It was inevitable that Steve Carell would try to take on drama after successfully using every conceivable angle in comedy for TV and movies. In fact, some of his movie characters were starting to look a little too much the same in his most recent films if you exclude his Russian accent voice work in the “Despicable Me” franchise. Plus, there’s only so many beards and hair styles you can wear in trying to disguise yourself before you have to do something off the wall where you’re not recognized at all. Now Carell has gone there without necessarily having to be uncomfortable during the making of an entire movie.
If you’ve seen the clip for his upcoming “Foxcatcher” about the odd and murderous wrestling coach John du Pont, then you know that Carell has finally found the drama part he needed to steer away from comedies. What makes this performance different, though, is his perfect capturing of du Pont’s way of talking that was usually adorned with long pauses in-between his sentences. It’s a method of dialogue that would have been more challenging to take on in a biopic made many years ago.
By being more accurate, Carell may be singlehandedly repairing the biopic while also setting a new dramatic acting path that’s out of the ordinary. In the former case, it comes just in time for biopics when many of them are being accused of not being accurate enough. For the latter, Carell may be setting a path for other actors to take on a more natural dramatic way of acting that sounds like real dialogue rather than affected dialogue designed to capture the attention of Oscar voters.
“Foxcatcher” Bringing Realism to the Biopic
I’ve written recently about the state of the biopic and how much trouble it may be in now after “Grace of Monaco” and a new biopic on Nina Simone received fierce criticism at Cannes directly from the families. The notion that a biopic has the freedom to take creative liberties isn’t being tolerated any longer and perhaps paving a rocky road for future biopics going on the old Hollywood traditional path. Biopics never have been a place where you’re going to get the absolute truth.
With “Foxcatcher”, it might be setting the bar for bringing things to as close of a truth as possible. This even includes dialogue scenes that match real life to give the feel of a documentary rather than a piece of fiction. The new preview clip of “Foxcatcher” is a brilliant showcase for that more natural style as if eavesdropping on the real conversation between creepy du Pont and his wrestling protégé, Mark Schultz (played by Channing Tatum).
It may not be surprising coming from director Bennett Miller since he’s brought more realistic dialogue to biopics, especially in “Capote.” Many scenes in aforementioned film felt as if you were right there with the real Truman Capote as he interacted with those who made his book “In Cold Blood” possible. It helped to have Philip Seymour Hoffman at the helm, though Carell may prove just as formidable.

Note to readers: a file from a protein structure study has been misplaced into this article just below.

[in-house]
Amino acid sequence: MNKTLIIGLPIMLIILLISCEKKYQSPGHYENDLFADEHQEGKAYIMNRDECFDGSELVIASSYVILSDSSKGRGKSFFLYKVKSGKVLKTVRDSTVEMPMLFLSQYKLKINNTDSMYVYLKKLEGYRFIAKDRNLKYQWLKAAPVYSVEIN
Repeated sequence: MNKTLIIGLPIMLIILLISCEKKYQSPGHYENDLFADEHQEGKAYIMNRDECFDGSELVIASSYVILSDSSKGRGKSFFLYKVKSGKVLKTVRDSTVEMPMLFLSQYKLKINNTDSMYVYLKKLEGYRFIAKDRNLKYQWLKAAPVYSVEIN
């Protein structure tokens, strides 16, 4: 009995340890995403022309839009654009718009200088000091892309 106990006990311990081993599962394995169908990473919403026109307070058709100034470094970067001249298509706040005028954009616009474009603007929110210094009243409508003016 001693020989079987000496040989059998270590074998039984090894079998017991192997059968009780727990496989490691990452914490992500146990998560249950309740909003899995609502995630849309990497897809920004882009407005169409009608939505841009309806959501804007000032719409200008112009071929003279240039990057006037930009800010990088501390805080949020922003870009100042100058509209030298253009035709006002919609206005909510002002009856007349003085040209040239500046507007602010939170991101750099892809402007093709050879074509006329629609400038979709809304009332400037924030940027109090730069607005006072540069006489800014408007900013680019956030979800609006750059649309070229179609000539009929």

Will Carell change dramatic acting style and be able to convince his peers to take on more natural dialogue?
The Beauty of Natural Dialogue in Film
It used to be that natural dialogue in film would have to be cornered off as part of Cinema Verite rather than traditional ways of speaking dialogue. A film with natural dialogue in the older era of film would have confused viewers to a point where they’d think they were watching a documentary. After all these years, we’re still not at a point where we’d accept natural dialogue all the way through a film. It’s because we’re conditioned to accept histrionics in order to think the actor or actress is earning their paycheck and possible movie award nomination.
Should Carell be nominated for a Golden Globe and Oscar for his performance of du Pont, it may finally set a precedent for the type of acting that should have become mainstream years ago rather than being experimental. This may also be proof that learning improvisation skills with your acting can help you achieve this successfully. It’s no secret that Carell is a product from Chicago’s The Second City where he nurtured improv chops to use to his advantage in the field of comedy.
Yes, it’s possible the unlikeliest source of Steve Carell could shift things in new directions for Hollywood. Even if going from comedy to drama seems a logical step for all comedians, doing that without being ostentatious is a Herculean task that Oscar should finally reward rather than give off feelings of skepticism.